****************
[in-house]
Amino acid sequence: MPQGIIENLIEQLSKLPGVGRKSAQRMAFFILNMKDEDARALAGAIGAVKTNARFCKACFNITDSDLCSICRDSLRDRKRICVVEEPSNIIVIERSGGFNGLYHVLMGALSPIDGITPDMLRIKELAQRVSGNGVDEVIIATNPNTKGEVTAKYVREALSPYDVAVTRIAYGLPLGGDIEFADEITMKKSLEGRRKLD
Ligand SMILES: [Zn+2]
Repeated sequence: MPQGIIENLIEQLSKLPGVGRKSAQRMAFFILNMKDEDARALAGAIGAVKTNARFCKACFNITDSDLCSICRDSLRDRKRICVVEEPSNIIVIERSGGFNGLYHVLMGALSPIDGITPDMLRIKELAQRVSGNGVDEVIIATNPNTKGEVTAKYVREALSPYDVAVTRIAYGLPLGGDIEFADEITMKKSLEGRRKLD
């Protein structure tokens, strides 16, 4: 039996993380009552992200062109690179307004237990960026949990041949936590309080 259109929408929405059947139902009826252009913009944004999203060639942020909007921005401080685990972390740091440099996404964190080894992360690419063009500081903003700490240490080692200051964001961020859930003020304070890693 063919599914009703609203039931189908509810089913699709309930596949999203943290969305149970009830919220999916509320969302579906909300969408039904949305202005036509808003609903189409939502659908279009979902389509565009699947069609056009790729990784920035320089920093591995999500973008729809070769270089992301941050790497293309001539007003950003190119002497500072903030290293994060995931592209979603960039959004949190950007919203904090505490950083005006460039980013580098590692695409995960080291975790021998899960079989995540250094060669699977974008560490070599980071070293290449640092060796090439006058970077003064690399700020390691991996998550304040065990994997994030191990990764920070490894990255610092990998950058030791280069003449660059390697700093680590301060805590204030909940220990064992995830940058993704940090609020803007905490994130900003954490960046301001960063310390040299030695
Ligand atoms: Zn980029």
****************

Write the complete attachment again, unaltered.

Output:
[in-house]
Amino acid sequence: MPQGIIENLIEQLSKLPGVGRKSAQRMAFFILNMKDEDARALAGAIGAVKTNARFCKACFNITDSDLCSICRDSLRDRKRICVVEEPSNIIVIERSGGFNGLYHVLMGALSPIDGITPDMLRIKELAQRVSGNGVDEVIIATNPNTKGEVTAKYVREALSPYDVAVTRIAYGLPLGGDIEFADEITMKKSLEGRRKLD
Ligand SMILES: [Zn+2]
Repeated sequence: MPQGIIENLIEQLSKLPGVGRKSAQRMAFFILNMKDEDARALAGAIGAVKTNARFCKACFNITDSDLCSICRDSLRDRKRICVVEEPSNIIVIERSGGFNGLYHVLMGALSPIDGITPDMLRIKELAQRVSGNGVDEVIIATNPNTKGEVTAKYVREALSPYDVAVTRIAYGLPLGGDIEFADEITMKKSLEGRRKLD
């Protein structure tokens, strides 16, 4: 039996993380009552992200062109690179307004237990960026949990041949936590309080 259109929408929405059947139902009826252009913009944004999203060639942020909007921005401080685990972390740091440099996404964190080894992360690419063009500081903003700490240490080692200051964001961020859930003020304070890693 063919599914009703609203039931189908509810089913699709309930596949999203943290969305149970009830919220999916509320969302579906909300969408039904949305202005036509808003609903189409939502659908279009979902389509565009699947069609056009790729990784920035320089920093591995999500973008729809070769270089992301941050790497293309001539007003950003190119002497500072903030290293994060995931592209979603960039959004949190950007919203904090505490950083005006460039980013580098590692695409995960080291975790021998899960079989995540250094060669699977974008560490070599980071070293290449640092060796090439006058970077003064690399700020390691991996998550304040065990994997994030191990990764920070490894990255610092990998950058030791280069003449660059390697700093680590301060805590204030909940220990064992995830940058993704940090609020803007905490994130900003954490960046301001960063310390040299030695
Ligand atoms: Zn980029």